Strategies to assist with Postnatal Depression

8 Strategies for Treating Post-Natal Depression

Venturing into Motherhood can be a daunting experience full of mixed emotions. Adding Post-Natal Depression to the list of challenges to deal with can prove overwhelming, but the good news is help is available to all mothers experiencing these symptoms. PND is described as depression that has occurred within 3 months and in some cases up to 6 months following the birth of your child. The symptoms that are experienced with post-natal depression are similar to those experienced in Depression and can include:

  • Feeling helpless, guilty
  • Changes in sleep and eating habits
  • Fatigue
  • Irritability
  • Depressed mood
  • Suicidal thoughts and/or plans/action
  • Avoiding leaving the house
  • Decreased libido
  • Anxiety
  • Fear for the baby/yourself

Treatment That Works?

Helpful Strategies:

It is important to explore and address possible contributing factors.
Increasing social support from family and friends can be very beneficial in the treatment process to decrease the feeling of being isolated and alone.

It is also important for the Mother to understand that having PND does not mean they are a ‘bad’ parent.
In some situations Couples Therapy may be beneficial if: the partner is unsure how to provide support to the mother; the partner is not providing the mother with adequate support; and to provide education regarding PND.

Assisting the mother in building her self-confidence, in her judgment and capability as a parent is also important. Learning to manage the intrusive negative thoughts and feelings associated with PND can be done with the help of Acceptance and Commitment Therapy (Please see my page on ACT).
With all the latest Social Media outlets, it is helpful to learn how to live in line with your own values rather than making comparisons to often misleading material on apps such as Facebook, Instagram etc. Many women wind up feeling like they are failing at motherhood.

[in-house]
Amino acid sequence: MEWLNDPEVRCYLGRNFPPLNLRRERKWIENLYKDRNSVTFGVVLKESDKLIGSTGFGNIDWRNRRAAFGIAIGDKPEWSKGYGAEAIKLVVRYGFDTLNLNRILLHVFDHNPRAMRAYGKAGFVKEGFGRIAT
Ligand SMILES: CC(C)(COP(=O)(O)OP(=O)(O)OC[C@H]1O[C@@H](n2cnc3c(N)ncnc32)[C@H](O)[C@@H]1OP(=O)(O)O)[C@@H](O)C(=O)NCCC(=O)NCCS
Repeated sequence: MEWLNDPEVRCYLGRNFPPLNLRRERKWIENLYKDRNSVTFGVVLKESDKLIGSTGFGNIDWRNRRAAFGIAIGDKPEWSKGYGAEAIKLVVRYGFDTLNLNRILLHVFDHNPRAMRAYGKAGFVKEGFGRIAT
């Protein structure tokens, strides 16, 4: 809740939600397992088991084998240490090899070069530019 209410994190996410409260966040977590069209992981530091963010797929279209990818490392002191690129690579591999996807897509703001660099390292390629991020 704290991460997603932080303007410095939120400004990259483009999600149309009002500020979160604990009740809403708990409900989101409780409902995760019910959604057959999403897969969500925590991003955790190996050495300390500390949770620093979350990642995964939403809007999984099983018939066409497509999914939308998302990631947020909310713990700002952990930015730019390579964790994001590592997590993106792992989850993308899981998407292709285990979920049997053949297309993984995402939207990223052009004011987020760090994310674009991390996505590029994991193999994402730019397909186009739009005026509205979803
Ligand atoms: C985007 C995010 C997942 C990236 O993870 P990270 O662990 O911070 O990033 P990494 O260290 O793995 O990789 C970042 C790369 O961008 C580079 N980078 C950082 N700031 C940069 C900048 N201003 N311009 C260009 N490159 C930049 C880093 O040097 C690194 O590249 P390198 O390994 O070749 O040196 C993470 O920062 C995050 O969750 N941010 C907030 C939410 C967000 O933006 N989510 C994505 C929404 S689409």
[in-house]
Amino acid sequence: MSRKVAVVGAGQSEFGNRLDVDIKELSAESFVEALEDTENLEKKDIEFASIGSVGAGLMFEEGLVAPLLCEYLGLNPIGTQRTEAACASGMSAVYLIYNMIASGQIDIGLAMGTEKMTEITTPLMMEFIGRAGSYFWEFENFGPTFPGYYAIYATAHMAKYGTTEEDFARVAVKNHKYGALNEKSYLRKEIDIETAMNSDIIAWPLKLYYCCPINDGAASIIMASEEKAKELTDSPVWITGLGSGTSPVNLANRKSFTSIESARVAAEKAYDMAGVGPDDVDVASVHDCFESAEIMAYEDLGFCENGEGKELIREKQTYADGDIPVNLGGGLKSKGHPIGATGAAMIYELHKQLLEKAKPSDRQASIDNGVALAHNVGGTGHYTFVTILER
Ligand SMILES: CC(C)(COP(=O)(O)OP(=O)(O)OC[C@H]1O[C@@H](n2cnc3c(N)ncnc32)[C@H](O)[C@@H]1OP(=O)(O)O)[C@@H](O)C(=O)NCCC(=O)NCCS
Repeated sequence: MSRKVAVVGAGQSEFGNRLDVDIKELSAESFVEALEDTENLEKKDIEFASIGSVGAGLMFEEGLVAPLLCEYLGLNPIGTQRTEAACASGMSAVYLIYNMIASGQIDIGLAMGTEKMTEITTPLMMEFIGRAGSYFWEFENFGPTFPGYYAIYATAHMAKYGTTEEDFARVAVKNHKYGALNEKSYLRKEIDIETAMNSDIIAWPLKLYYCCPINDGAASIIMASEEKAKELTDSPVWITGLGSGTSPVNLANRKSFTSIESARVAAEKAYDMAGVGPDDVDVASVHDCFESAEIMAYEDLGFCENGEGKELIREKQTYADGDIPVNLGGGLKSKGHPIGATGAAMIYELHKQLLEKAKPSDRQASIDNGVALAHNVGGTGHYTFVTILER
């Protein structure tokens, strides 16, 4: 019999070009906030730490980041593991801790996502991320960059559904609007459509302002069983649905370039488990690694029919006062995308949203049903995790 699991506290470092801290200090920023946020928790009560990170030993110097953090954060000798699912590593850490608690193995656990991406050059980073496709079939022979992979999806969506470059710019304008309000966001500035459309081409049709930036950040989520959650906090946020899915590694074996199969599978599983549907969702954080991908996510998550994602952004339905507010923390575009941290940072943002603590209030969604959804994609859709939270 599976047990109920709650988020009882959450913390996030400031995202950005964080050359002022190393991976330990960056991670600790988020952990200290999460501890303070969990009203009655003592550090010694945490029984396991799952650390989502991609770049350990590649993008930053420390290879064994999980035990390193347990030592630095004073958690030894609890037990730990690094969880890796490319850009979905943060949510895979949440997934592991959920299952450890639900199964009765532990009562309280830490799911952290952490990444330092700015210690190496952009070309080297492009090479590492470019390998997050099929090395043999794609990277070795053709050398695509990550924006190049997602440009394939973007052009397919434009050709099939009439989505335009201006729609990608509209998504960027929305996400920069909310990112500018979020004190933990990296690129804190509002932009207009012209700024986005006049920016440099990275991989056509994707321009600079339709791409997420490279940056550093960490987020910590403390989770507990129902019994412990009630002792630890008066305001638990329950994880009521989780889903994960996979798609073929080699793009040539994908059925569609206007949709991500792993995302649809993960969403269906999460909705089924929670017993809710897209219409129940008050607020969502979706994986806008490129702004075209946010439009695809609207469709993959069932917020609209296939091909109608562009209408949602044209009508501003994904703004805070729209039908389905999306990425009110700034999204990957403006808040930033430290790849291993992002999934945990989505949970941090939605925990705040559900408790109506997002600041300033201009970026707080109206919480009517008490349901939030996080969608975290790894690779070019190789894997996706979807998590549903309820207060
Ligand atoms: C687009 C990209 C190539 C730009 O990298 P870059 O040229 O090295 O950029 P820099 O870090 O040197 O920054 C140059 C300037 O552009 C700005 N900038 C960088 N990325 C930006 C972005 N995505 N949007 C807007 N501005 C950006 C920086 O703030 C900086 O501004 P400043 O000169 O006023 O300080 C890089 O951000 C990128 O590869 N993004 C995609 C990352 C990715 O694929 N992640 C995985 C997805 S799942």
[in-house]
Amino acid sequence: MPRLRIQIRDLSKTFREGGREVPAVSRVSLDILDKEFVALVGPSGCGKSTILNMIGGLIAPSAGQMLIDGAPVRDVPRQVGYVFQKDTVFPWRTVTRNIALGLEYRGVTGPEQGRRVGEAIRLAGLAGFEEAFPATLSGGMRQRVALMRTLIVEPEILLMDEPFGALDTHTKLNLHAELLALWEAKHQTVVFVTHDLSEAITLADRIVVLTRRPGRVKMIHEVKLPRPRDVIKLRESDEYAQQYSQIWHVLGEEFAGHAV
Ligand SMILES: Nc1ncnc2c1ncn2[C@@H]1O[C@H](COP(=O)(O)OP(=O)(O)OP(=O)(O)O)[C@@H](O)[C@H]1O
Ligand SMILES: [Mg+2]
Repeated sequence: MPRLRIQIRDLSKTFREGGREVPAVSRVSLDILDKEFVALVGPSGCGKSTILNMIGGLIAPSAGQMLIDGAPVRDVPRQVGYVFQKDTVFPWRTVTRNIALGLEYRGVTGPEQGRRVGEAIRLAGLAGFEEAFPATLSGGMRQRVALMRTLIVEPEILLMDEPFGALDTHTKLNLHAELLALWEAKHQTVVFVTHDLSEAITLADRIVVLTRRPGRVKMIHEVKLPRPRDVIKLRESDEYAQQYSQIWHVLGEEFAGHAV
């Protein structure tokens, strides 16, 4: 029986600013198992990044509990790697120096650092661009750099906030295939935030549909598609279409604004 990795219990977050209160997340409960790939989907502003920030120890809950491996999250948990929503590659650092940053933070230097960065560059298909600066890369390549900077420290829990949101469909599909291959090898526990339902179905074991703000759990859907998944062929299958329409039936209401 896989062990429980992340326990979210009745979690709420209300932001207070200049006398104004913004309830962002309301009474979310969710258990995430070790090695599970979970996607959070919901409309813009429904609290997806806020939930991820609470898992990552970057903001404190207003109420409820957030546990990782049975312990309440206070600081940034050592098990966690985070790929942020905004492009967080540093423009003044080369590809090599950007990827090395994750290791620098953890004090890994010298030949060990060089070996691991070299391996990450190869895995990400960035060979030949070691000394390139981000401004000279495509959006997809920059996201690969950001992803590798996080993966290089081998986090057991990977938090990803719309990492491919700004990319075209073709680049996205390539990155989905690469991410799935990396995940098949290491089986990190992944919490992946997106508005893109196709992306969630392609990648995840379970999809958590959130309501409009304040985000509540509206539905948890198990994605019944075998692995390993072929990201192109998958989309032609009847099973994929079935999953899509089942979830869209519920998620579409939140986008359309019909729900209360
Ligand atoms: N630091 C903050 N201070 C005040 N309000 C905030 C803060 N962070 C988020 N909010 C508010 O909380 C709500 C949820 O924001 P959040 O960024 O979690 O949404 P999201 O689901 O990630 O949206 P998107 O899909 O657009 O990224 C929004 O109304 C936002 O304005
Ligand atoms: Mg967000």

Identifying and understanding whether a healthy attachment between mother and baby has been established is helpful as resolving any attachment issues can help alleviate symptoms.
It’s time to make yourself part of the priority list and to nurture yourself so you can be around for as long as possible and live the meaningful life that you want for yourself and your family.

If you feel as though you are suffering from Post-Natal Depression please book an appointment with me. PND is not a reflection of personal shortcomings and can be treated with psychological assistance so you can move forward in life and be the mother you aim to be. It is often difficult for women to psychologically digest having been given a ‘label’ like PND. In my approach the term ‘PND’ is used for no other reason than to guide the therapeutic process.

Reference: Treatment Protocol Project (2004). Management of Mental Disorders (4th Edition). Sydney. World Health Organization Collaborating Centre for Evidence in Mental Health Policy.